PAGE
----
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Remember the good ol’ days back when your Twitter fans had the opportunity to see every message from the accounts they followed?
The only trick was to make sure your tweet was seen before it was taken over by a stream of newer tweets. When Twitter’s “show me the best Tweets first” algorithm launched in early 2016, it changed the game. Here’s how Twitter describes this feature: “The tweets you’re most likely to care about will appear at the top of your timeline – still recent and in reverse chronological order.” Despite the #RIPTwitter backlash comparing Twitter to Facebook (and not in a good way), less than 10% of users have opted out of the “new improved” timeline.1
So what does this mean for brands trying to connect with their followers and some of the other 313 million2 monthly active users? First, the new algorithmic catch-up feed can benefit brands by extending their organic reach. According to Twitter VP Ameet Ranadive, that’s because the best content “whether it’s from a celebrity, another user, or a brand, is always going to be what rises to the top.3" Second, it’s now more critical than ever to publish relevant, engaging content (read our Social Media Pocket Guide for additional insight).
“The best content, whether it's from a celebrity, another user or a brand, is always going to be what rises to the top.”4
Twitter VP-Revenue Product Ameet Ranadive
Here are ways you can adjust your strategy to increase Twitter engagement and benefit from their data-driven approach:5
This is especially important if you’re using them in an ad campaign. If your goal is website visits or website conversions avoid extra hashtags or usernames. According to Twitter, if you’re trying to drive people directly to your website, account or app, hashtags and usernames can be distracting. If you’re trying to increase Twitter engagement, lose the link. Research has shown that tweets without links are more likely to be shared. Bottom line, creating simpler, more focused tweets based on your objectives can improve your results.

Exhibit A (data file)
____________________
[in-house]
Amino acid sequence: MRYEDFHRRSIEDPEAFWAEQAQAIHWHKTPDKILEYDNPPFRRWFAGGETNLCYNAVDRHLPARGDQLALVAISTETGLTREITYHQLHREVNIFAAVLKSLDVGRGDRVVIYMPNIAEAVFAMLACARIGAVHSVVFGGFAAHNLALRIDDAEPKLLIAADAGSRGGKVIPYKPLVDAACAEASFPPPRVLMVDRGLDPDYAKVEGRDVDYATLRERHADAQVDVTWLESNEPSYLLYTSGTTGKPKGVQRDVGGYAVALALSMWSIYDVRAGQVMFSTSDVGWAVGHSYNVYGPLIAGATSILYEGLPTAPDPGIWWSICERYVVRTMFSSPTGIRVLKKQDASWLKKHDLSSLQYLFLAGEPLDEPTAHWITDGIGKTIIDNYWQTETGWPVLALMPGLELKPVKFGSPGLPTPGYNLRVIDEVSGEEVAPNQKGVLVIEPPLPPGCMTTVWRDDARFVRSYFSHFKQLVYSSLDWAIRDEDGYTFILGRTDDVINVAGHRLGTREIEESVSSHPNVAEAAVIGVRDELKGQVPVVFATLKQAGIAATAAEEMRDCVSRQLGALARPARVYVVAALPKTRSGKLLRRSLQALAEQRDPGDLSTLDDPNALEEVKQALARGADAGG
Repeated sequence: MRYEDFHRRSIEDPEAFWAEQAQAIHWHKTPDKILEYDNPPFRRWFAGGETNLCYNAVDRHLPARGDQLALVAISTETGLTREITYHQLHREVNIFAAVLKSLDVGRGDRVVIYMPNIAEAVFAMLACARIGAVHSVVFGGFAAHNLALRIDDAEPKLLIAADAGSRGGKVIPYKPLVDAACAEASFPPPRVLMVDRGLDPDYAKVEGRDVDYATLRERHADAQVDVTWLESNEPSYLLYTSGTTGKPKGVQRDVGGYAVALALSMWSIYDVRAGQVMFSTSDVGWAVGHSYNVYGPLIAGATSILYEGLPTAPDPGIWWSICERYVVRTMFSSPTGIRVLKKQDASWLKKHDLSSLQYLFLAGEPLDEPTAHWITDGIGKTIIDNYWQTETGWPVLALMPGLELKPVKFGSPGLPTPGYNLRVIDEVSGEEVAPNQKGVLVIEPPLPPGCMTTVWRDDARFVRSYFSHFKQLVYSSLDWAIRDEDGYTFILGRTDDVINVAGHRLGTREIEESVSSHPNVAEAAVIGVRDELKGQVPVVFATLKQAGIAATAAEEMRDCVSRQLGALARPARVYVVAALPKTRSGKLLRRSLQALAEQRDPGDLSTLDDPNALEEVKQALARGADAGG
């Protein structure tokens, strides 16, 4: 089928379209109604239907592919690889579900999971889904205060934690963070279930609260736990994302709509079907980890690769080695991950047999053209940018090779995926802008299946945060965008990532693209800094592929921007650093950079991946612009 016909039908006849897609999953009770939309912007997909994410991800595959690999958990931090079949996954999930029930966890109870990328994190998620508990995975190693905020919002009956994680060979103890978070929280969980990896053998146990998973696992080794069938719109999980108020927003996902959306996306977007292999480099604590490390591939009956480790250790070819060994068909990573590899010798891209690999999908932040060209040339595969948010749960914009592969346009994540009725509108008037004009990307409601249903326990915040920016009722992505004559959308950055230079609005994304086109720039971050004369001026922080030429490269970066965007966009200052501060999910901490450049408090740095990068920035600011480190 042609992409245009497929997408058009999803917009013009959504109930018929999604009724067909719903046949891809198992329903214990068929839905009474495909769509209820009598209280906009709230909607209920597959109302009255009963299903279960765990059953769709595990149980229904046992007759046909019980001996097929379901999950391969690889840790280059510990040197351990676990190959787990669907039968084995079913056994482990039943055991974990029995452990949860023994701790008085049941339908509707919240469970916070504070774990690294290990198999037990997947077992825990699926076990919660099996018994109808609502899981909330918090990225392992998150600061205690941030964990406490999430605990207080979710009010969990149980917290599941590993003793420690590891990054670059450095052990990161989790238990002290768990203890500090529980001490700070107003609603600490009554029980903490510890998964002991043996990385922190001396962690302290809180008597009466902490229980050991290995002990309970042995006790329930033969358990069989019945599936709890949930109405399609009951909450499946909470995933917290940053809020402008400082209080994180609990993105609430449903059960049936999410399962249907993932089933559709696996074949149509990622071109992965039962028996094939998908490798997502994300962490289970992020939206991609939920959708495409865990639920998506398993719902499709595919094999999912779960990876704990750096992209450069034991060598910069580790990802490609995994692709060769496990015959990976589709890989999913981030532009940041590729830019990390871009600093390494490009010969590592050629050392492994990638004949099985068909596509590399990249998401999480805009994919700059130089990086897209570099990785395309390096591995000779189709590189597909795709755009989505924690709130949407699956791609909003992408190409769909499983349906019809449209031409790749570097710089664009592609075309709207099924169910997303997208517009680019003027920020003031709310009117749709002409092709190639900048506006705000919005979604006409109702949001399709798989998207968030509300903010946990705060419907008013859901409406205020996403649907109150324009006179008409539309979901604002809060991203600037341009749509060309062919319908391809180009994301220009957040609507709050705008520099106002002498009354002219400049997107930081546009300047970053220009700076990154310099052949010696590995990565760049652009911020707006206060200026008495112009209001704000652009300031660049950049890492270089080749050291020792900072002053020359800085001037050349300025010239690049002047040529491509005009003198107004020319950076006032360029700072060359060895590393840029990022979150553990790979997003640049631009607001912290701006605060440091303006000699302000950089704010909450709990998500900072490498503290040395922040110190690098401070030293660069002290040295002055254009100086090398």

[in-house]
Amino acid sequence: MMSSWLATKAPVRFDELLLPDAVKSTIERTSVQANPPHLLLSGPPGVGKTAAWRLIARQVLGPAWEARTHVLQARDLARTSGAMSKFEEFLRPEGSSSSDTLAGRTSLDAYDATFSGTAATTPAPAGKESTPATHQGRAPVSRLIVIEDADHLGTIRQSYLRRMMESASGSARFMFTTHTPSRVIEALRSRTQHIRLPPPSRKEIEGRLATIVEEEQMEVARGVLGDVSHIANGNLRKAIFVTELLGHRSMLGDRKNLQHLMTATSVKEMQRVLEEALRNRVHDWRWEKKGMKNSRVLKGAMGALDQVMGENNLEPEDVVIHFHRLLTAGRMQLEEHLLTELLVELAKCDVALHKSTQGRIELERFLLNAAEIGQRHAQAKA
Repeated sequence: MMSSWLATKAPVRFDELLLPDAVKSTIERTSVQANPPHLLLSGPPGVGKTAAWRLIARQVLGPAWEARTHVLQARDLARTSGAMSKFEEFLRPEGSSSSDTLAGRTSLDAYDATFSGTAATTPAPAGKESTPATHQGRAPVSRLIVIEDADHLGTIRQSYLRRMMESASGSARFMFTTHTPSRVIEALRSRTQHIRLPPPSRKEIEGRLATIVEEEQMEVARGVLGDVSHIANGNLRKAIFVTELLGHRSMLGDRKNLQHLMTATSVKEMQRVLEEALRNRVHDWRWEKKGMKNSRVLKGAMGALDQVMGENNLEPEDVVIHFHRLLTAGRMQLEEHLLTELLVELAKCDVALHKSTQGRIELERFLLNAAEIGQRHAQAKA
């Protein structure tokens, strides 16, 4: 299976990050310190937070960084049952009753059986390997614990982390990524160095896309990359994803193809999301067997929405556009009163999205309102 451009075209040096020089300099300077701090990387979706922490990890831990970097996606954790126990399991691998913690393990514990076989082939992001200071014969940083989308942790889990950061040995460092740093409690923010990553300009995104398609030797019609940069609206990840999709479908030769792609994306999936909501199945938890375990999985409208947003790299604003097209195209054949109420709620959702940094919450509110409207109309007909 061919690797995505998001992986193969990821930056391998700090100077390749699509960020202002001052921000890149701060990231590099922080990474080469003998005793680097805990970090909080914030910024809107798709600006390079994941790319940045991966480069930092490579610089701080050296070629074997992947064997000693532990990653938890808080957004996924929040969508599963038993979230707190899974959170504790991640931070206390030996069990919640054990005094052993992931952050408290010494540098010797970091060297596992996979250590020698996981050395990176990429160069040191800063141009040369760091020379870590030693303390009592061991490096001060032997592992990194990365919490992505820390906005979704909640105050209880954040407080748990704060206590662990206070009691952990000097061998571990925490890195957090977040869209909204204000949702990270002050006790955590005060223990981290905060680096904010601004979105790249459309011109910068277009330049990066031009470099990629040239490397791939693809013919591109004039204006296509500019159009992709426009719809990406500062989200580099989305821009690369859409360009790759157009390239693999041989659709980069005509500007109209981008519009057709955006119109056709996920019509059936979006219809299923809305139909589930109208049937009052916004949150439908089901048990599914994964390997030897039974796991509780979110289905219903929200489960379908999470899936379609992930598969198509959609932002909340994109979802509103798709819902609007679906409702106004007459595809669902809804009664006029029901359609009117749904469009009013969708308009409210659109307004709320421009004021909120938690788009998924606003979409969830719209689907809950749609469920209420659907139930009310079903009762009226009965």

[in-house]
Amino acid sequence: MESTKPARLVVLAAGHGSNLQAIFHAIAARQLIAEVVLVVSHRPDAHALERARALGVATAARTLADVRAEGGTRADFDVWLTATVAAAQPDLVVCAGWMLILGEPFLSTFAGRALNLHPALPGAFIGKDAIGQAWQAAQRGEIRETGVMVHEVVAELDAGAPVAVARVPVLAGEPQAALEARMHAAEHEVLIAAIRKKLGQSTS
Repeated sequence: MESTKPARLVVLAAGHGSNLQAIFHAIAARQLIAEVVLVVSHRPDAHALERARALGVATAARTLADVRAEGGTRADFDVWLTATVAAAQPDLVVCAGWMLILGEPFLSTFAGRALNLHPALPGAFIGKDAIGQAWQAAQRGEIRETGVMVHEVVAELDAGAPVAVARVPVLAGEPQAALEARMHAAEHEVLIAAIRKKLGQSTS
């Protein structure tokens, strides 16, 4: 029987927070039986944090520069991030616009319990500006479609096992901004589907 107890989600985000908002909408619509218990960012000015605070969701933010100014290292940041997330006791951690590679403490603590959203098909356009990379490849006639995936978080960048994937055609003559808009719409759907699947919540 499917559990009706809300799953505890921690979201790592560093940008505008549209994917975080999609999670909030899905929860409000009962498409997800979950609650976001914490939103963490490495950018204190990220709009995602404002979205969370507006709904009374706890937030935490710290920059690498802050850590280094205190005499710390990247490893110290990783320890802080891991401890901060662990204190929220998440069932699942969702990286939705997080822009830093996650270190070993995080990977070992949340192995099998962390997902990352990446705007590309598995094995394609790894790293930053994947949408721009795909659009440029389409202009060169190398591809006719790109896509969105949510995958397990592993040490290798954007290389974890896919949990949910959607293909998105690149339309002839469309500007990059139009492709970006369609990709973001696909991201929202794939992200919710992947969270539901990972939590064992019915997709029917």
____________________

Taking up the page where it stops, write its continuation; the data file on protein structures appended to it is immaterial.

If you’re looking for better engagement, consider sharing one of these:
“How many times a day should I tweet?” Brands have been struggling to answer this question since Twitter launched a decade ago. Depending on the study, research has found that engagement decreases after either three or five tweets. 15 If you’re looking for optimal engagement per tweet, we recommend you tweet no more than five tweets per day. However, if you’re looking to increase your total engagements, more may indeed be better. Fast Company suggests that “if you want to wring the most value out of your Twitter presence as a whole, tweet up to 30 times per day.”16
And don’t be afraid to repeat your tweets. @GuyKawasaki repeats blog post tweets four times, eight hours apart.17 His 1.49 million followers don’t seem to mind. But repeating tweets doesn’t mean sharing the exact same tweet; you’ll annoy your audience, not to mention it’s against Twitter rules. Instead try rewriting the copy, adding a hashtag, swapping out the picture, or including a helpful statistic.
“If you want to wring the most value out of your Twitter presence as a whole, tweet up to 30 times per day. ” 18
Would you walk up to a group of strangers having an in-depth discussion at a party and immediately interrupt them with a story about yourself? Hopefully, your parents have taught you better manners than that. Instead, you walk up, listen for a while, and then contribute to the conversation when you have something to add to it. The same goes for Twitter. If a conversation is trending on Twitter, first, sit back and listen. If the trending topic is relevant to your brand, reply to tweets, ask questions about what’s happening, post your own update, or even engage fans by posting a Twitter Poll.
Every tweet and reply should use the trending hashtag to widen your reach and connect with new users. Plus, live-tweeting events to your followers is a great way to keep your followers up to date on the latest content.
The number one way to optimize your posts to increase Twitter engagement is to determine what’s working and what’s not by calculating your engagement rate per tweet. Twitter Analytics give you an overview of your account’s social engagement performance as well as the engagement rate for each individual tweet which is calculated by:
(total engagements / total impressions) x 100
Don’t get discouraged by the numbers. According to Social Bakers, the average post engagement rate of the top 25 most engagement brand profiles is only .07%. Just focus on your own results, including which of your tweets have the highest engagements. If you take immediate action to repeat what works and ditch what doesn’t, you’ll be well on your way to rising to the top of your followers' Twitter timelines.
For more information on how to make the most of social media, read our Social Media Pocket Guide.
Stay up-to-date with the latest news, trends, and tips from the customer engagement experts at Khoros.
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